I was stoked by the story topic for this assignment. It’s terrific to read that museums are stepping up to enhance the art experience. A year or two ago, at a museum I won’t name, the ushers were going around asking people to put away their iphones, etc. Those poor ushers were extremely busy and watching them them harass the visitors over and over again brought down the museum-going experience.
Museums have been isolated, impregnable caverns of art for centuries, and they didn’t seem to realize they were on the verge of being culturally paleolithic. It totally put me off. So, this story sounds like good news to me. It’s by Patrick May and you can read it here. He does great work and is always worth the look.
|The painting without the text boxes. This was how it looked before I rearranged things|
to accommodate the layout for print. Open in a new window for a massive image.
After reading the proposal for the story, my first thought was of Rockwell’s great painting, “The Connoissuer.” I wanted to do a riff on that, and I imagined the character wearing his Google-glasses and toting his iPad. But his back is turned in Rockwell’s painting, and straying too far from that iconic pose might have disconnected it.
My solution was to have someone offering him the chance to enjoy his modern painting in a new way. That seemed like it might work!
|Doesn’t get any bigger. The section front|
title font defaulted here, but not in print!
Drawing the Norman Rockwell figure was a lot of fun, and when it came time to render the woman I had planned on taking a photo of my wife and working the image up in the painstaking manner of Rockwell. I roughed in a figure as a placeholder and started refining it. I got caught up in the task and an hour or two later I thought it looked good enough. No need to take a picture and start it all over again!
|This was the first rough I put together. I rendered the figures|
a skooch more before submitting for editorial approval.
There was a bit of a rush toward the deadline, and the inclusion of the text boxes â representative of looking at the paintings through your Google Glass thing, or iPhone accompaniament â turned out to be trickier than I thought. I imagined it would be no trouble to plop them into the painting but it didn’t look or feel quite right to me. I fussed with it, but it still came up a bit short, I think.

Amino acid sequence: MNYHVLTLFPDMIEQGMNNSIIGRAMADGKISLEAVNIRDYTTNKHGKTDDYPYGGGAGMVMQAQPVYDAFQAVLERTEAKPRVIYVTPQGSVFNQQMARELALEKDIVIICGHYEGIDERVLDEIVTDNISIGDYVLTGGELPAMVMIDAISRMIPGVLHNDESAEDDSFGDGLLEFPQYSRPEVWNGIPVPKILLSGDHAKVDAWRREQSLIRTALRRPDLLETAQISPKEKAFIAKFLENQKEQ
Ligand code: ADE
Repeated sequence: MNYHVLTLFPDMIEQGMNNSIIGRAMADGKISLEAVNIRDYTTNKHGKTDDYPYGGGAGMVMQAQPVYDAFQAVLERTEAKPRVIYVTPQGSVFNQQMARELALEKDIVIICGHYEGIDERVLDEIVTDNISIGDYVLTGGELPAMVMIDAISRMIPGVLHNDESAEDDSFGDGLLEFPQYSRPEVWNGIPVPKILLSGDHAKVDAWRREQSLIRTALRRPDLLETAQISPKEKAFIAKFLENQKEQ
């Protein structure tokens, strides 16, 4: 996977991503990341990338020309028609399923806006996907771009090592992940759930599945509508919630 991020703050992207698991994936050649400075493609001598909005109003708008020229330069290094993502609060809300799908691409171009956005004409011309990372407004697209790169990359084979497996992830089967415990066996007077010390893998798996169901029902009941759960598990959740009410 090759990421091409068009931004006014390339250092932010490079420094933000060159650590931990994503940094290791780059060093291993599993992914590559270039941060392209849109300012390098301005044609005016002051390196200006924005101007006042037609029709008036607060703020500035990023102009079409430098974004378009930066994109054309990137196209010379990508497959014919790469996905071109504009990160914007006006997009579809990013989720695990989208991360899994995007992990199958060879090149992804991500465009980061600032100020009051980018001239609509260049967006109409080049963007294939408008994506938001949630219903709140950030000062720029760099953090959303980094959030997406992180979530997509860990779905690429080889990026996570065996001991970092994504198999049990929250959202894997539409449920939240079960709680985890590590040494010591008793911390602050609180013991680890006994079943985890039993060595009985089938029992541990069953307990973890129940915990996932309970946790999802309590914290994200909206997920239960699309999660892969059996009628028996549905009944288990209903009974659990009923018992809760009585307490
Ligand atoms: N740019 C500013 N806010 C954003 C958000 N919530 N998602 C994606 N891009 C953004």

Had to wrap it up and send it down the chute, tho. No time to dally with it when the deadline doomsday clock sounds its menacing chime.
Just for kicks I’ll post the paintings within the illustration below. Click and open in a new window for giant-size images!
To create the faux Jackson Pollock I went in search of Photoshop brushes made from paint splatters, and I found a bunch. I tried a lot of them but there remains the problem of repetition of splatters. If there are several spattery shapes that look the same, then they cease to look random. So it came down to just playing with the settings on a few brushes and messing around â layers upon layers upon layers â until it looked right to me.
The “Salmon Trout and Smelt” painting is at the De Young Museum and I have memories of looking at that painting going all the way back to childhood. Once, maybe twice a year, my family would drive to SF and either go to the De Young or to the Steinhart Aquarium. I grew up looking at that painting of dead fish.
I resolved not to get too involved with it as a study, and began to paint at a small size, hoping to minimize the effort. But, after a short while, I blew it up big so that I could attack it properly. I was enjoying it too much to do a hack job on it! I don’t know if it turned out that great but I spent a little extra time at home so that I could play with it for a little longer.
The whole illustration was a pleasure to create because I was able to work as Norman, as Jackson, as Samuel. It’s like going to a costume party as three different artists!
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